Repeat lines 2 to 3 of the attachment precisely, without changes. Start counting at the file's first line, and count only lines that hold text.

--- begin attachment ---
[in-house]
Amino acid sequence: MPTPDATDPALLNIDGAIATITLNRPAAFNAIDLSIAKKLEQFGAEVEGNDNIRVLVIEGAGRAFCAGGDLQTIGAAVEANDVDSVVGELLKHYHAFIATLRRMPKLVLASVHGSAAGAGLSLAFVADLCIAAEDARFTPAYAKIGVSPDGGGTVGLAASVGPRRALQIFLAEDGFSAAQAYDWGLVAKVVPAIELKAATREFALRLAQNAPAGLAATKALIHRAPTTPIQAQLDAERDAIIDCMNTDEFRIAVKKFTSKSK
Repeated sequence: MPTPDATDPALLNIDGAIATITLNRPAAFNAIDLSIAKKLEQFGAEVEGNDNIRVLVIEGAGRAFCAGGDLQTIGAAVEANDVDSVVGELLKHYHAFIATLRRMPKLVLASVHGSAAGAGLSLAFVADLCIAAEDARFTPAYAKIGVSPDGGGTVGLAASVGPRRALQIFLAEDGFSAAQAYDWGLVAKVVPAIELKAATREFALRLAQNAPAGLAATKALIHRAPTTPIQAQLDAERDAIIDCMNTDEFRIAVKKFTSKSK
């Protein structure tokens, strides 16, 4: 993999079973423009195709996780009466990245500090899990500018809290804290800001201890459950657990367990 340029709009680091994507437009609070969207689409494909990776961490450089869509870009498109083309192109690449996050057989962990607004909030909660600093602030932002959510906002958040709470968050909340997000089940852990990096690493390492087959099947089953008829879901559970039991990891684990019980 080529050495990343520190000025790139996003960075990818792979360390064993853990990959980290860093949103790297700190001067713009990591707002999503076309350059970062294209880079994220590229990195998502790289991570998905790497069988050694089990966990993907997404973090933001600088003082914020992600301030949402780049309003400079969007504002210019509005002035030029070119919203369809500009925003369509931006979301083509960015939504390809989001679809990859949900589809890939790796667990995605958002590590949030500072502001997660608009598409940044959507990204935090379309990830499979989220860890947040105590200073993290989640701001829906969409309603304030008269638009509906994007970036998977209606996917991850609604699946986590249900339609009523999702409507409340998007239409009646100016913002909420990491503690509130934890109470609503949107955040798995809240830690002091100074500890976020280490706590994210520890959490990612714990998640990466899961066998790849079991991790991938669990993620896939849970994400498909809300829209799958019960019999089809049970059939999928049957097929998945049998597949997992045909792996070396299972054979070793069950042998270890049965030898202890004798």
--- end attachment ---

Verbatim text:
Amino acid sequence: MPTPDATDPALLNIDGAIATITLNRPAAFNAIDLSIAKKLEQFGAEVEGNDNIRVLVIEGAGRAFCAGGDLQTIGAAVEANDVDSVVGELLKHYHAFIATLRRMPKLVLASVHGSAAGAGLSLAFVADLCIAAEDARFTPAYAKIGVSPDGGGTVGLAASVGPRRALQIFLAEDGFSAAQAYDWGLVAKVVPAIELKAATREFALRLAQNAPAGLAATKALIHRAPTTPIQAQLDAERDAIIDCMNTDEFRIAVKKFTSKSK
Repeated sequence: MPTPDATDPALLNIDGAIATITLNRPAAFNAIDLSIAKKLEQFGAEVEGNDNIRVLVIEGAGRAFCAGGDLQTIGAAVEANDVDSVVGELLKHYHAFIATLRRMPKLVLASVHGSAAGAGLSLAFVADLCIAAEDARFTPAYAKIGVSPDGGGTVGLAASVGPRRALQIFLAEDGFSAAQAYDWGLVAKVVPAIELKAATREFALRLAQNAPAGLAATKALIHRAPTTPIQAQLDAERDAIIDCMNTDEFRIAVKKFTSKSK